The issue doesn’t appear to be his collecting rainwater and snow melt.

    He has 137 acres. There are one or more dams he has constructed. He claims the dams are blocking the rainwater and snow melt from flowing off his property. The government says the dams are blocking streams flowing through his property thus taking and storing water that is not his to store.

    I don’t know who’s right and who’s wrong. I’m just saying it’s more complicated than saying the government is again being stupid. And I am certainly no fan of today’s government (state / local / federal) …

    Charlie (f1e1df)

  17. One correction – he has 170 acres …

    Charlie (f1e1df)

  18. Ask the farmers whose fields are drying up right now if the meager rain that falls on their cropland belongs to them and their plants. How about the rain water you collect on your property so your herd of beef cattle or dairy cows or your fowl do not die. You don’t even need to respond to this but please do at least think about, and consider, who gets to decide the greater good: is the “greater good” raising food to help feed the world’s masses, or is the greater good “allowing” rain runoff to go into tributaries while more than half of it evaporate along the way?

    elissa (771358)

  19. Under the Clean Water Act, as enforced here in SoCal, any water on your property – from any source – is your responsibility and it must be contained if it has picked up any contamination to prevent that run-off from contaminating ground-water, and/or the Pacific Ocean.

    Actually, it’s all Bush’s fault for inspiring people to collect, save, and re-use water as he does on the ranch in those huge underground cisterns he had installed.

    BTW, if rainwater falling on your acreage is not yours, does that mean as it soaks into the ground, the moisturized portion of the ground becomes “public property”?

    Only someone with an advanced degree could advocate such a position as is codified in OR law.

    Maroons! All of them.

    AD-RtR/OS! (b8ab92)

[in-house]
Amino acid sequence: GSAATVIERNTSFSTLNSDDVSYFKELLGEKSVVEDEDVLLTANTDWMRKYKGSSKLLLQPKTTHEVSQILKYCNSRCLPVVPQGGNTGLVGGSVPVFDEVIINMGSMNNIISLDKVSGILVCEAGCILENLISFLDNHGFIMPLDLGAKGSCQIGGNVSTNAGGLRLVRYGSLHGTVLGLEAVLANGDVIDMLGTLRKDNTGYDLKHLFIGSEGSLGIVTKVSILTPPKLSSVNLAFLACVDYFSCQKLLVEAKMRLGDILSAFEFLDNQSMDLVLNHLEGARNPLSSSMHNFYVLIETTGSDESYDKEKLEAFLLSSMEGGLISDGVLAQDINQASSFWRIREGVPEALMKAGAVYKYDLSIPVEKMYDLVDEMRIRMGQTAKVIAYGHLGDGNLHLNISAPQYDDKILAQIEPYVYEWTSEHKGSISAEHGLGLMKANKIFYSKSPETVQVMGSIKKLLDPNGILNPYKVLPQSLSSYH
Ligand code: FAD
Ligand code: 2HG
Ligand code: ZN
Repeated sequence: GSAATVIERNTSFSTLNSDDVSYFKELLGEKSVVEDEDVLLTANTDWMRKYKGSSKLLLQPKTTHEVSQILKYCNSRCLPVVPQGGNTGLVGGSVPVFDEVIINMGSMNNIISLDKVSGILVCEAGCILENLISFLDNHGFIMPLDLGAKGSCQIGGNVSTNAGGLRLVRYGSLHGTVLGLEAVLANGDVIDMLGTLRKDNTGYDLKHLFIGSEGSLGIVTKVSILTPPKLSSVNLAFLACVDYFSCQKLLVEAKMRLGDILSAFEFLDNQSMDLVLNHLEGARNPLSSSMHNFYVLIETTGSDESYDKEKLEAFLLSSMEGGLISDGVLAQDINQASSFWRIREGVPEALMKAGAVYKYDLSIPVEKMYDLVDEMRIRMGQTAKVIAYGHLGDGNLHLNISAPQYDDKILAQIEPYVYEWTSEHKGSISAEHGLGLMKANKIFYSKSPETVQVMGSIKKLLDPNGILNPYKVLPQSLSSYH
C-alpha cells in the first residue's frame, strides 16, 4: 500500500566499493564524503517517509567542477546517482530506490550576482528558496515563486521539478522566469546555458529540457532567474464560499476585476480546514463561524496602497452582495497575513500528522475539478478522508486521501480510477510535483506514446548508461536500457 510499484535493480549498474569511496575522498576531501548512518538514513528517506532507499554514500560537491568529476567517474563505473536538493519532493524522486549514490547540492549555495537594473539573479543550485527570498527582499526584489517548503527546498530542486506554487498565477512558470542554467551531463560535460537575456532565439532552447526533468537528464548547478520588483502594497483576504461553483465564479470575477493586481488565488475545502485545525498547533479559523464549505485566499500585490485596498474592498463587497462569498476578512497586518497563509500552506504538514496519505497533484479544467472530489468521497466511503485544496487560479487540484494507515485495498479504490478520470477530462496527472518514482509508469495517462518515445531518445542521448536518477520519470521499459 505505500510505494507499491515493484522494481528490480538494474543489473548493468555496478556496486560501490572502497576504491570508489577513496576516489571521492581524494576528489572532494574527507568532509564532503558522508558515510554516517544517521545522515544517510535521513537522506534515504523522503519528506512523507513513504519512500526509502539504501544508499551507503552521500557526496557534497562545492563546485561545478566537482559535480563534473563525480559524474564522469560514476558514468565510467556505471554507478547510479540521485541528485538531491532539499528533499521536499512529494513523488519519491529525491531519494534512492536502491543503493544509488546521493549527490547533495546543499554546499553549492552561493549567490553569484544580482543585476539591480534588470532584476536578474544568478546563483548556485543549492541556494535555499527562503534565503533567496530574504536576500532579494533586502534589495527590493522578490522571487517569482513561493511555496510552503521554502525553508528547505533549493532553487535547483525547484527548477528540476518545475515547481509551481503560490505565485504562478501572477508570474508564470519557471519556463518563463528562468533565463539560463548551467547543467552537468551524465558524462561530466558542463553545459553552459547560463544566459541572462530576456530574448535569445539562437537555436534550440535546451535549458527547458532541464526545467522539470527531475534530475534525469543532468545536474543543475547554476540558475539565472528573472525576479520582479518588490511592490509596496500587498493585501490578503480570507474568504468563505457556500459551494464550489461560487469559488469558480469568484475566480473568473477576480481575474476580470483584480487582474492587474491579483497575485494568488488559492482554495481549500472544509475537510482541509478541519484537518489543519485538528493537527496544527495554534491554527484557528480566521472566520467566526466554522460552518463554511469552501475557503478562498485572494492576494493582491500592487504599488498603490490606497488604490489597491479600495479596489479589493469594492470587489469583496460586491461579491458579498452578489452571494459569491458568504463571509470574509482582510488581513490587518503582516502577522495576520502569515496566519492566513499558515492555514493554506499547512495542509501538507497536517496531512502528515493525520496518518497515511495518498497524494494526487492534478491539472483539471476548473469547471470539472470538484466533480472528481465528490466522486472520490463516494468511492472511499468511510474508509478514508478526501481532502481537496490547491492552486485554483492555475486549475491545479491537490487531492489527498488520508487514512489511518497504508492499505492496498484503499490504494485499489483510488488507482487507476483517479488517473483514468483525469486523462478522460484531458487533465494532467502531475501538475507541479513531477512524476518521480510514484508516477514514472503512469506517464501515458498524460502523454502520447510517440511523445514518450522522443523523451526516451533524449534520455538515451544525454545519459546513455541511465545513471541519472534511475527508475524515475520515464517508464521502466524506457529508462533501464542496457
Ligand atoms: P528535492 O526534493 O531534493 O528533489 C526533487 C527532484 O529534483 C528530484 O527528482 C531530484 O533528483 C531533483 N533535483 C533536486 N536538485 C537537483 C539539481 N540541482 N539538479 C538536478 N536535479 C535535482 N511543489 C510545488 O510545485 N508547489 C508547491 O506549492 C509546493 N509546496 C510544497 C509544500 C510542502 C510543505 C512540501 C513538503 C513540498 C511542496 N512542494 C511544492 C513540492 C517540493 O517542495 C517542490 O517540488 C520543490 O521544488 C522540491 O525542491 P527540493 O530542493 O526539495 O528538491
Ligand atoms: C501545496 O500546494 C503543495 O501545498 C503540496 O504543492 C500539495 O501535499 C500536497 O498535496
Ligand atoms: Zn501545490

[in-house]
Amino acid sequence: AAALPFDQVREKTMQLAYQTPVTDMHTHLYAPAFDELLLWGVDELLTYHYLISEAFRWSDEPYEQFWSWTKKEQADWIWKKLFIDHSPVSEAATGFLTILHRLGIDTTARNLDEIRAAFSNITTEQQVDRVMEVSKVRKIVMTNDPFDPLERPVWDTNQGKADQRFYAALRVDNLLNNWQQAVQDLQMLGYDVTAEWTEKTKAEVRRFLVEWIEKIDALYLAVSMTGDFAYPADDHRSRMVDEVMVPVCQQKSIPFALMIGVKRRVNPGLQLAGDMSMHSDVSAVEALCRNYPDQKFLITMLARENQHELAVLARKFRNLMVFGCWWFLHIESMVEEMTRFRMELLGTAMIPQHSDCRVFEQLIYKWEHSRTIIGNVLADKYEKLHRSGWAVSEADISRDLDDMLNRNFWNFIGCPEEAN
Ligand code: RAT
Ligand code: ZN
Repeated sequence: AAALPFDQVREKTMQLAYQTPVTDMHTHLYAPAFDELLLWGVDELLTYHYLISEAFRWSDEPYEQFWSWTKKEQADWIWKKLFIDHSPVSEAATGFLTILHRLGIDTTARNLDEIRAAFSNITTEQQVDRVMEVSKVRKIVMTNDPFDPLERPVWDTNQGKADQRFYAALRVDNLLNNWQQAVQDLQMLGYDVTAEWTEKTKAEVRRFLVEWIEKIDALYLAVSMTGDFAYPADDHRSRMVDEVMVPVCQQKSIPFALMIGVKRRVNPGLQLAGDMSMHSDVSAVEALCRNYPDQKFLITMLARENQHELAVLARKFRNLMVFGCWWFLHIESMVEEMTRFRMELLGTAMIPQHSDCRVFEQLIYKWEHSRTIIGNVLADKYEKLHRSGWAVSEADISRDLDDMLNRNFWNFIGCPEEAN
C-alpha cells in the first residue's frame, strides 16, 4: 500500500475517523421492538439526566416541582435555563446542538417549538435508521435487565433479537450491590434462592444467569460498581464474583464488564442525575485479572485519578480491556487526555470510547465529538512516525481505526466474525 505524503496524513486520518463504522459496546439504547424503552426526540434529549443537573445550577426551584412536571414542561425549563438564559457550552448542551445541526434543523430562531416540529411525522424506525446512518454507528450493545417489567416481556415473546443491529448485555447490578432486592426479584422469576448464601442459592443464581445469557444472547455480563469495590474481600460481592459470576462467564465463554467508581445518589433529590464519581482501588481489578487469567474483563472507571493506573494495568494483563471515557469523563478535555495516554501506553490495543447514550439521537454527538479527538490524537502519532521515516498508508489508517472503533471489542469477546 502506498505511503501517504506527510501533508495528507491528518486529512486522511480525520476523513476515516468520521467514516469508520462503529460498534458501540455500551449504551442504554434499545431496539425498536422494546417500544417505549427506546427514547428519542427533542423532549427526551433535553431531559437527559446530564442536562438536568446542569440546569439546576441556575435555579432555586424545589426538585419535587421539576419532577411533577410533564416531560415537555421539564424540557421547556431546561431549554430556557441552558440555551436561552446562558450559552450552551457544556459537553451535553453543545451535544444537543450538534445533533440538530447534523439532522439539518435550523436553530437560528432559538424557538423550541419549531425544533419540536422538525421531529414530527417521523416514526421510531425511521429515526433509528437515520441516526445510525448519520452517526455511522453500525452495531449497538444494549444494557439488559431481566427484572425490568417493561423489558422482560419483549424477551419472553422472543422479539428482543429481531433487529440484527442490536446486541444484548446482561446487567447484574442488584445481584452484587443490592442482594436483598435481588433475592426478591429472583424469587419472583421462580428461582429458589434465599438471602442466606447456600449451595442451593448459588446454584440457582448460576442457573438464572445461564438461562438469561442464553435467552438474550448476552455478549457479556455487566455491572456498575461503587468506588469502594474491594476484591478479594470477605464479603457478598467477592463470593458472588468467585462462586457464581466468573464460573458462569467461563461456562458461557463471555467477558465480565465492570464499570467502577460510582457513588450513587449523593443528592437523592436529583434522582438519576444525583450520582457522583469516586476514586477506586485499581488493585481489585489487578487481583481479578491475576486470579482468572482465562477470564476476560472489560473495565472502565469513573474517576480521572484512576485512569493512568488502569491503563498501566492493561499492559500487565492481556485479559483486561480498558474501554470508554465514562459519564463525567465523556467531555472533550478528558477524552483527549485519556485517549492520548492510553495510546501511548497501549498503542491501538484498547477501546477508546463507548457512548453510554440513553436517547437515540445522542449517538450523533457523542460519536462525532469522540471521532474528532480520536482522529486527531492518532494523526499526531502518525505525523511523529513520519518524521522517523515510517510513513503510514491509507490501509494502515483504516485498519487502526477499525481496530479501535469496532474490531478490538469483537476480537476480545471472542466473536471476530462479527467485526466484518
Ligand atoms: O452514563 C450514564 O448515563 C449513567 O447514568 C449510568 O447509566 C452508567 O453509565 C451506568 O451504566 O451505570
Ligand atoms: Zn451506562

20. Kman wrote:
    The issue of water rights is a lot more complicated than the article suggests. The rainwater and snow runoff feeds tributaries, which in turn feed the water supply for an entire region.
    — One might reasonably argue that the snow runoff originated elsewhere (state, county, local land, national forest) but rainwater?

    It’s easy to be sympathetic to Harrington’s plight, but what if every landowner did what he did? You would basically tap the water supply to the point where economic growth and sustainability of the region gets hampered.
    — Meanwhile, “every landowner” remains free to open up all of their taps and waste as much piped-in water as they wish, just so long as long as they pay their bill, including all of the government imposed taxes contained therein. And that’s what it all comes down to: the government isn’t concerned about people hoarding the water supply; they just want the revenue that they feel is their due in exchange for controlling it.

    I have a small libertarian stripe, but I also recognize that governments are sometimes necessary to enact laws for the greater good. The water rights issue is a perfect example.
    — Perhaps the governments should rename their reservoirs as “H2O Collectives”.

    That stripe is quite small, indeed . . . and of a shade in-between green and orange.

    Icy (5ef891)

  21. It makes more sense to me, in general principle, to ban collecting rainwater than it does to prevent someone from growing their own wheat.